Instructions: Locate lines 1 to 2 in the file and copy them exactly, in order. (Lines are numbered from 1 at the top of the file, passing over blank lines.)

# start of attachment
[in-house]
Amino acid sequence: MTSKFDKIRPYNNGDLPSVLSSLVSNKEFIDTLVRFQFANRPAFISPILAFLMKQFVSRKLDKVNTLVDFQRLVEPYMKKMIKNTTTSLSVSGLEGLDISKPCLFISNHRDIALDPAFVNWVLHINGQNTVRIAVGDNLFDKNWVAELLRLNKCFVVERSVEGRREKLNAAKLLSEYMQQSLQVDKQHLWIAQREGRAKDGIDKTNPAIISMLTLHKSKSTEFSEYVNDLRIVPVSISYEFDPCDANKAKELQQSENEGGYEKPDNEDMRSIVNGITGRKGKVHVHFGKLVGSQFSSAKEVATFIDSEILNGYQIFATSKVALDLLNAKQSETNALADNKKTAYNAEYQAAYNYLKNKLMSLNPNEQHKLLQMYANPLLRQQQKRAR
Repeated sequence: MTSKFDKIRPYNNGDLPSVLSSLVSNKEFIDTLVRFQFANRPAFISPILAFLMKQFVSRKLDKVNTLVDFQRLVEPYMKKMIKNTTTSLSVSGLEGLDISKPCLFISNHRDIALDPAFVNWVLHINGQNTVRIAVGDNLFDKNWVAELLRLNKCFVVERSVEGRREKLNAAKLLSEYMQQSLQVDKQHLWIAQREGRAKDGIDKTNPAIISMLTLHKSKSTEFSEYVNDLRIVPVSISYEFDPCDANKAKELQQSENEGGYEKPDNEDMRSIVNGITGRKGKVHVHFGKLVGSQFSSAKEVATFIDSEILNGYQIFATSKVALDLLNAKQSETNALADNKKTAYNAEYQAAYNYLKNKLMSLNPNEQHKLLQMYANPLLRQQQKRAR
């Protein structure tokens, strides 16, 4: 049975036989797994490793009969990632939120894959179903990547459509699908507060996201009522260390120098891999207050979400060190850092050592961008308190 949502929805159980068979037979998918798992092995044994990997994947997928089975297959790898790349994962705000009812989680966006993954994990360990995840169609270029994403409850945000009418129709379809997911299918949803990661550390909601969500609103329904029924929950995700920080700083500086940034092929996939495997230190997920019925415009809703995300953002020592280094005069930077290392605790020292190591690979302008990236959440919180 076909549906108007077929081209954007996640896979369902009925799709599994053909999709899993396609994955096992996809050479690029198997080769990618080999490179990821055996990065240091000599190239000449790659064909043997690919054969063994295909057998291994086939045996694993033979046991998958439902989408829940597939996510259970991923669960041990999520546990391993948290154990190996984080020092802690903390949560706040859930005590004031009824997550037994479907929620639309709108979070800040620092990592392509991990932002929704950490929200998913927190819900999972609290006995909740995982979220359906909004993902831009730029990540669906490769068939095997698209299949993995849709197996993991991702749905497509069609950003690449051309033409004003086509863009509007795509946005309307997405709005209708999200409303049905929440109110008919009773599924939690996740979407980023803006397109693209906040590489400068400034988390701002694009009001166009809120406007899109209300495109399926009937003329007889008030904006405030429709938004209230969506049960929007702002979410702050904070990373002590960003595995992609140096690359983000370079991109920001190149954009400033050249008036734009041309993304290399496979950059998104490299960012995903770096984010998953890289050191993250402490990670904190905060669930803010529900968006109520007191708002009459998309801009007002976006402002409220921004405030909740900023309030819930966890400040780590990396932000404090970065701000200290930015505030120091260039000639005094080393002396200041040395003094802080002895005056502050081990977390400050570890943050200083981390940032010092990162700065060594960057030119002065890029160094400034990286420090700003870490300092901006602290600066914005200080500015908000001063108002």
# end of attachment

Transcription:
[in-house]
Amino acid sequence: MTSKFDKIRPYNNGDLPSVLSSLVSNKEFIDTLVRFQFANRPAFISPILAFLMKQFVSRKLDKVNTLVDFQRLVEPYMKKMIKNTTTSLSVSGLEGLDISKPCLFISNHRDIALDPAFVNWVLHINGQNTVRIAVGDNLFDKNWVAELLRLNKCFVVERSVEGRREKLNAAKLLSEYMQQSLQVDKQHLWIAQREGRAKDGIDKTNPAIISMLTLHKSKSTEFSEYVNDLRIVPVSISYEFDPCDANKAKELQQSENEGGYEKPDNEDMRSIVNGITGRKGKVHVHFGKLVGSQFSSAKEVATFIDSEILNGYQIFATSKVALDLLNAKQSETNALADNKKTAYNAEYQAAYNYLKNKLMSLNPNEQHKLLQMYANPLLRQQQKRAR